DAILY DEVOTIONAL: DAY 204
“The Son of man is come eating and drinking; and ye say, Behold a gluttonous man, and a winebibber, a friend of publicans and sinners” (Luke 7:34, KJV).
Was Jesus a friend of sinners? The answer is, “No.” We shall soon find out why. Let’s start by examining the context of today’s Bible passage. Here, Jesus is expressing His displeasure at the attitude of people toward Him. John the Baptist came to prepare the way for Jesus. He led a relatively austere life, neither eating bread nor drinking wine (cf. Luke 1:13-15). His food was locusts and wild honey (cf. Matthew 3:4). Yet, people found fault with him and said he had a devil (cf. Luke 7:33). Jesus, by contrast, ate freely and did not abstain from wine. In general, He was less strict with Himself compared to John the Baptist. Surprisingly, people found fault with Jesus, too. They accused Him of being a glutton, a drunkard and a friend of sinners. Here is where some people get confused and conclude – wrongly – that Jesus was a friend of sinners.
Let’s keep in mind that the tag, “friend of sinners,” was just an accusation. The question we must ask is, “Was the accusation true or was it false?” Was Jesus a “friend of sinners?” To answer this question, let’s look again at today’s opening Scripture. Jesus was accused of being three things: glutton (He overeats), drunkard (he drinks in excess), and a friend of sinners (He hangs out with sinful people).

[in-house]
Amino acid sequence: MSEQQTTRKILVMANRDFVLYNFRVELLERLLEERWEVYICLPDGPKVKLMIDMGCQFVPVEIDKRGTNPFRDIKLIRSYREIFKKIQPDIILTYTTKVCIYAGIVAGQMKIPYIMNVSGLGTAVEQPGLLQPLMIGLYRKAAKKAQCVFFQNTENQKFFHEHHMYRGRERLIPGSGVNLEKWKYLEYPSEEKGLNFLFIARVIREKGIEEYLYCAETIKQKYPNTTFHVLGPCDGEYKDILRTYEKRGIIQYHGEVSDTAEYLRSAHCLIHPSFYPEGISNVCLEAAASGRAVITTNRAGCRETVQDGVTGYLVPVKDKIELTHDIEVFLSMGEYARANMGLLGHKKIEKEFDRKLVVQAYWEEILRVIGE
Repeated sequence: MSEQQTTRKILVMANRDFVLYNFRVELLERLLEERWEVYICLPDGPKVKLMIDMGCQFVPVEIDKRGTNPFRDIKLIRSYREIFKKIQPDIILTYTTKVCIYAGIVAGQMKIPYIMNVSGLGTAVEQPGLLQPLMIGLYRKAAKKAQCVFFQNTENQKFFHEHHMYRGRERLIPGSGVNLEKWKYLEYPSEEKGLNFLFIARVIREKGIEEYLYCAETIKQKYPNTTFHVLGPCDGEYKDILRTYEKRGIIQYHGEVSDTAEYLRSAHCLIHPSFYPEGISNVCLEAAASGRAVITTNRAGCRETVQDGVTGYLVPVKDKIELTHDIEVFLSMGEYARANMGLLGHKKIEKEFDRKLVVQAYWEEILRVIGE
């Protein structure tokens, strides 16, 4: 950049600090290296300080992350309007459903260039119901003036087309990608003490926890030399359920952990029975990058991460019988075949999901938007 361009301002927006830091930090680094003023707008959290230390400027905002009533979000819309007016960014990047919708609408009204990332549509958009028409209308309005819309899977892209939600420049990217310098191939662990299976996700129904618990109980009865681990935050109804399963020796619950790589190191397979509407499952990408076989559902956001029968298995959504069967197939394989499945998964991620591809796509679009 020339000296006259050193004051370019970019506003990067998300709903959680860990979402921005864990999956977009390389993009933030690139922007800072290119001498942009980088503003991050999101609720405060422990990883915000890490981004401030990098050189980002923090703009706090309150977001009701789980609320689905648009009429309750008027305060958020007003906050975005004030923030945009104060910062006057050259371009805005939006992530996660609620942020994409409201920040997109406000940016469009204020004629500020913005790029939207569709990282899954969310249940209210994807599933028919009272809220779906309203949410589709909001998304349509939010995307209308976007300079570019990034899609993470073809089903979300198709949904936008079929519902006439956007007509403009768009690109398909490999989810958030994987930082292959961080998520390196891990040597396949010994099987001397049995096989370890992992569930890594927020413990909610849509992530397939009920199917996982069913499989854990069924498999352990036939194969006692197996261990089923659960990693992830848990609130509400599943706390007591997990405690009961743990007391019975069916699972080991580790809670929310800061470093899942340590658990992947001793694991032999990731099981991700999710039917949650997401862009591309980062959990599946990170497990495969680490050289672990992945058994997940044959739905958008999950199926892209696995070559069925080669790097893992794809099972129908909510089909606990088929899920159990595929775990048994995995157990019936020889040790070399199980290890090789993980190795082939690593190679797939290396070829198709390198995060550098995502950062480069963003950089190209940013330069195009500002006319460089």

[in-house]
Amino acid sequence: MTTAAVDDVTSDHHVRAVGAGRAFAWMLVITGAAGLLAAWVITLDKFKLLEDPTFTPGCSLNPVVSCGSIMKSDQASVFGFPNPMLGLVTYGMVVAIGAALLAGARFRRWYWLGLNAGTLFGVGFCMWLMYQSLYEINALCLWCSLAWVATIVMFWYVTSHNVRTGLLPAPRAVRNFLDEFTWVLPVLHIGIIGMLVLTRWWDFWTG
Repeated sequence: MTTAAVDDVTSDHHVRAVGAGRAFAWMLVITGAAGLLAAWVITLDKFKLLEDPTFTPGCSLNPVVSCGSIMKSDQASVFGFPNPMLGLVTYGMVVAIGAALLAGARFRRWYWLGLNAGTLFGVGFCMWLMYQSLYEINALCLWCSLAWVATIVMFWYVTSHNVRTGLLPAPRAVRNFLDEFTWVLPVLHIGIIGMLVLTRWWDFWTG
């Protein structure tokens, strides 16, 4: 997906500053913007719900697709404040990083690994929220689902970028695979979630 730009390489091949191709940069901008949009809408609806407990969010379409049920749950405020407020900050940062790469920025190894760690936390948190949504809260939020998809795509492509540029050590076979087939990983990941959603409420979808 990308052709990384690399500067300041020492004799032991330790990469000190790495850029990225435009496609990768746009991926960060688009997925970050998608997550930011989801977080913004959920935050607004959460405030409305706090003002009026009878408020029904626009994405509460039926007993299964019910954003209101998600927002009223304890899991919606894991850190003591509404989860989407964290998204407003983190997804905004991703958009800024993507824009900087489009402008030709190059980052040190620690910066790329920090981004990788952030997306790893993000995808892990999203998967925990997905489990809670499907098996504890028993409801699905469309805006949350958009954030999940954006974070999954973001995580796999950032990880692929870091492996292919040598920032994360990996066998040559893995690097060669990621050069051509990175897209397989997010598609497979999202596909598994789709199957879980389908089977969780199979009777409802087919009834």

Let’s start with the first accusation.
Was Jesus a glutton? No, He was not. Gluttony is over-indulging in food, which is a form of greed and lack of self-control. The Bible expressly says Jesus was without sin (cf. Hebrews 4:15). If Jesus was a glutton, then He was a sinner; but the Word of God cannot lie. Second, was Jesus a drunkard? No, He was not – for the same reasons noted above regarding gluttony.
Now, to the third accusation:
Was Jesus a friend of sinners? Again, no, He was not. Here’s why. If you are a friend of sinners, it means you share (directly or indirectly) in their sinful life (which is what the accusation against Jesus implied). We are using the word “friend” in the strict sense (i.e. those you share your life with based on mutual love, respect and common interests), not in the loose sense where you might casually say to someone, “Hey, friend!” or “My friend!” (see, for example, Matthew 22:11-12).
The truth is, Jesus was no friend of sinners. He did, however, welcome all who wanted to hear Him: men and women, young and old, rich and poor, godly and ungodly, Jews and Gentiles. He went to their homes if He was invited; there, He often took the opportunity to proclaim the truth of salvation. Some sinners who listened to Jesus eventually received His message, repented and became His disciples. In short, Jesus was compassionate, loving and merciful toward all people, but He was not a friend of sinners.
The only group of people Jesus called His “friends” were His disciples (cf. John 15:15). In the previous verse (John 15:14), Jesus declared: “Ye are my friends, if ye do whatsoever I command you.” Notice the condition a person must fulfill to become Jesus’ friend: if you do whatsoever Jesus commands you. Do sinners do whatsoever Jesus commands them? No, they don’t. Conclusion: Sinners are not friends of Jesus; and Jesus is not their friend, either.
Let us, therefore, present Jesus accurately to people, because friendship with Jesus (or lack thereof) is a matter of heaven or hell.
May the Lord bless you, give you understanding and enable you to walk with Him in holiness and righteousness. In the Name of Jesus. Amen.
For further study: Psalm 15:1-5